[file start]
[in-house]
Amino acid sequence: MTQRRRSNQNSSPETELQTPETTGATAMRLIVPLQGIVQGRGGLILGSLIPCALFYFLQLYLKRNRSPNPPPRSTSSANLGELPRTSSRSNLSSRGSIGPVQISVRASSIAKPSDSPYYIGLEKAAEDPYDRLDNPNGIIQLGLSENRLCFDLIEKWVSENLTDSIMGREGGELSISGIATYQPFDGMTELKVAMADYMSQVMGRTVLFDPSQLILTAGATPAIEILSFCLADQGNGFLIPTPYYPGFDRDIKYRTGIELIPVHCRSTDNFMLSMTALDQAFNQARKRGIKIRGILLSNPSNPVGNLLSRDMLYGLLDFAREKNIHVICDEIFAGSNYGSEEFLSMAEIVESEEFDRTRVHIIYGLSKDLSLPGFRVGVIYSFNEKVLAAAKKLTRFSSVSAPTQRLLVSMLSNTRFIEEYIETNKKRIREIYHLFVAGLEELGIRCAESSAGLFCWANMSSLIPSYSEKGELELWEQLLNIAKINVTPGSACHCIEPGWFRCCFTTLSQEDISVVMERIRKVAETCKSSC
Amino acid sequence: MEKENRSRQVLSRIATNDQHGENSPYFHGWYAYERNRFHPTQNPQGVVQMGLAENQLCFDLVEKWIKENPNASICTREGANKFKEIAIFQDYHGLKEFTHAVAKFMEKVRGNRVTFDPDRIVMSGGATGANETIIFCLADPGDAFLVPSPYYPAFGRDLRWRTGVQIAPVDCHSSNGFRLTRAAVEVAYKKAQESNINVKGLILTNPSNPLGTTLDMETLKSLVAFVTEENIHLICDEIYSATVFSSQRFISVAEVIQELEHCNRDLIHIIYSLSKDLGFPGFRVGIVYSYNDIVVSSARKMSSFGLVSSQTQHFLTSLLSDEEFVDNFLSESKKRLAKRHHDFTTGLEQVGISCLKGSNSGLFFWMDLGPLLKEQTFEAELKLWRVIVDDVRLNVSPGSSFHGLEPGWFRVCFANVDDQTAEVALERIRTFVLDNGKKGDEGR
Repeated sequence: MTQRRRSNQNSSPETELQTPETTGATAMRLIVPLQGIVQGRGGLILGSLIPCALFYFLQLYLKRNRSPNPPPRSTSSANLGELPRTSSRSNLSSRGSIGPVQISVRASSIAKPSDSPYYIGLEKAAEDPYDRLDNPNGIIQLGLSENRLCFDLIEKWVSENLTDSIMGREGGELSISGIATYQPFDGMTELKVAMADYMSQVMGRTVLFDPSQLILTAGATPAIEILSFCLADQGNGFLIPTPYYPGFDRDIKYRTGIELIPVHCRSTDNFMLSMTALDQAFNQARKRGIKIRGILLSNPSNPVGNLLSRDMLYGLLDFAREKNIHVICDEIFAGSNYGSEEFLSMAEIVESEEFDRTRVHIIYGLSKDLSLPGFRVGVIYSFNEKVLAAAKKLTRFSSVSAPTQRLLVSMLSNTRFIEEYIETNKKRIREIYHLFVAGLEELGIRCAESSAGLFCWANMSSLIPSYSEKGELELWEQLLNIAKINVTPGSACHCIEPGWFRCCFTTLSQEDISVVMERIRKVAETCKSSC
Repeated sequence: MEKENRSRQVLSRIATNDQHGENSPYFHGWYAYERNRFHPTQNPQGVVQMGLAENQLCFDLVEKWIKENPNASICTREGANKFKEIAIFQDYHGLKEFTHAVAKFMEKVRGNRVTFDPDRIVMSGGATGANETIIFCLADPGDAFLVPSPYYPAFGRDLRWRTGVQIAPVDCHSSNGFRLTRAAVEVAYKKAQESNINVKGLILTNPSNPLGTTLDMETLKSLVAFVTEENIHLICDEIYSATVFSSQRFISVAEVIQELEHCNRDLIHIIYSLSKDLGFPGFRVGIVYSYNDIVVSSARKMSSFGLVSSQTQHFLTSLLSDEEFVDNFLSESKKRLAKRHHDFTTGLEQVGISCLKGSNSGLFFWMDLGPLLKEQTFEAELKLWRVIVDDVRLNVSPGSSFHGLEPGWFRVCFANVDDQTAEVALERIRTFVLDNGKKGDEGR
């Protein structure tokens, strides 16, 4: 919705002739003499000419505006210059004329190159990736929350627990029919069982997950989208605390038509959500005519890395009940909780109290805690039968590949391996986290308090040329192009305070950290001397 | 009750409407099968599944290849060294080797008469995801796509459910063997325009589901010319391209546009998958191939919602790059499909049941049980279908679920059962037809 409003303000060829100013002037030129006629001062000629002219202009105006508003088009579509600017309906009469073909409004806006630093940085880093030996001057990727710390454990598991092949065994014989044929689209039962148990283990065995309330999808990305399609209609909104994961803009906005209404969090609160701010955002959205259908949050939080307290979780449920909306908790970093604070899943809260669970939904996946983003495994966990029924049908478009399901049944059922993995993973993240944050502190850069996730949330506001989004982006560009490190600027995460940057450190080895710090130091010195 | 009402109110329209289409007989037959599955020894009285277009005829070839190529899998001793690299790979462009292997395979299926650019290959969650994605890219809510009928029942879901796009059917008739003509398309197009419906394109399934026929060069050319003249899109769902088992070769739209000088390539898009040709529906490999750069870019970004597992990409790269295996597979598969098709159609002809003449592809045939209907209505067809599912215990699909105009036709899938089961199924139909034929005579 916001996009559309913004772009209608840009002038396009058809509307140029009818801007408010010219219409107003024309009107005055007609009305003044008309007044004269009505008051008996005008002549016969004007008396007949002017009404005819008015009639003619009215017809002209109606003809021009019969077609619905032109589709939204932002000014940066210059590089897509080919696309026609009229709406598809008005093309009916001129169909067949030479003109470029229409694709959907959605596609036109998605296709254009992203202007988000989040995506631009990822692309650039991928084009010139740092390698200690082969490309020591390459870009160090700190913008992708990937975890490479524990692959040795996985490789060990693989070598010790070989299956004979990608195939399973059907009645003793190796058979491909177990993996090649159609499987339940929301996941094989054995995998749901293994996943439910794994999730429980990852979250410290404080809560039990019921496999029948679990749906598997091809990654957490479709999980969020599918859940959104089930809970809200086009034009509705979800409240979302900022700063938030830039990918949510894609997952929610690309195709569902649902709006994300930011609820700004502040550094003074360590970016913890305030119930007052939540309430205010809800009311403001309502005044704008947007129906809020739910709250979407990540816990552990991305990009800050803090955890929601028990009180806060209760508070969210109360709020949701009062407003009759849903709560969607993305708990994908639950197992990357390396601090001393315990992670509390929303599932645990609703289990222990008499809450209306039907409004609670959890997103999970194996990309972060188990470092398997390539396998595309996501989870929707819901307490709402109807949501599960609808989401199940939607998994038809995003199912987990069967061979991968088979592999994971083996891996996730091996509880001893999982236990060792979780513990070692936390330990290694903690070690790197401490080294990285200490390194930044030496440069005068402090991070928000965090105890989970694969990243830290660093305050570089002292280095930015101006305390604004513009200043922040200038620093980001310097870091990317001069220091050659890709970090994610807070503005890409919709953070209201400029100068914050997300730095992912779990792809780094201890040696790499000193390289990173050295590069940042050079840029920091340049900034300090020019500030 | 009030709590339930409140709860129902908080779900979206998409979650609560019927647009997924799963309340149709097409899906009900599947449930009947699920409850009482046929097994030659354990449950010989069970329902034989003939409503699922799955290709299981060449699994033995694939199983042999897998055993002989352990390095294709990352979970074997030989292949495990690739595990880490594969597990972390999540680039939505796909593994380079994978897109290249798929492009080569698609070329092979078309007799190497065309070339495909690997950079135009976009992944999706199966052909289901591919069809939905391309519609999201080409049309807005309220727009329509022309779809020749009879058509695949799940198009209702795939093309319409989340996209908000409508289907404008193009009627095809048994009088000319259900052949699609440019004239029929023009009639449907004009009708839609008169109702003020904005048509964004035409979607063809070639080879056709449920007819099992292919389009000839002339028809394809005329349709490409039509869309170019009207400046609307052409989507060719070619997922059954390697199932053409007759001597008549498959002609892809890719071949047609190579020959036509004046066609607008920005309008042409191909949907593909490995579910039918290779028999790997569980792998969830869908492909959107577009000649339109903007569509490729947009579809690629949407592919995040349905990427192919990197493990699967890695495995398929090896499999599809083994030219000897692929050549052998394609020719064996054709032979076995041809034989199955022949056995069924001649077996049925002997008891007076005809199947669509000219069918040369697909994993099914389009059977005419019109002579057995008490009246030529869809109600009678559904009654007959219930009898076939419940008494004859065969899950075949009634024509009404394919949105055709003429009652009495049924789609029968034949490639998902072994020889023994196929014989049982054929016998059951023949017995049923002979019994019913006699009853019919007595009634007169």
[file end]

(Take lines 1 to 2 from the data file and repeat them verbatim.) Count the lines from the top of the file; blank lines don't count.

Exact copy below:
[in-house]
Amino acid sequence: MTQRRRSNQNSSPETELQTPETTGATAMRLIVPLQGIVQGRGGLILGSLIPCALFYFLQLYLKRNRSPNPPPRSTSSANLGELPRTSSRSNLSSRGSIGPVQISVRASSIAKPSDSPYYIGLEKAAEDPYDRLDNPNGIIQLGLSENRLCFDLIEKWVSENLTDSIMGREGGELSISGIATYQPFDGMTELKVAMADYMSQVMGRTVLFDPSQLILTAGATPAIEILSFCLADQGNGFLIPTPYYPGFDRDIKYRTGIELIPVHCRSTDNFMLSMTALDQAFNQARKRGIKIRGILLSNPSNPVGNLLSRDMLYGLLDFAREKNIHVICDEIFAGSNYGSEEFLSMAEIVESEEFDRTRVHIIYGLSKDLSLPGFRVGVIYSFNEKVLAAAKKLTRFSSVSAPTQRLLVSMLSNTRFIEEYIETNKKRIREIYHLFVAGLEELGIRCAESSAGLFCWANMSSLIPSYSEKGELELWEQLLNIAKINVTPGSACHCIEPGWFRCCFTTLSQEDISVVMERIRKVAETCKSSC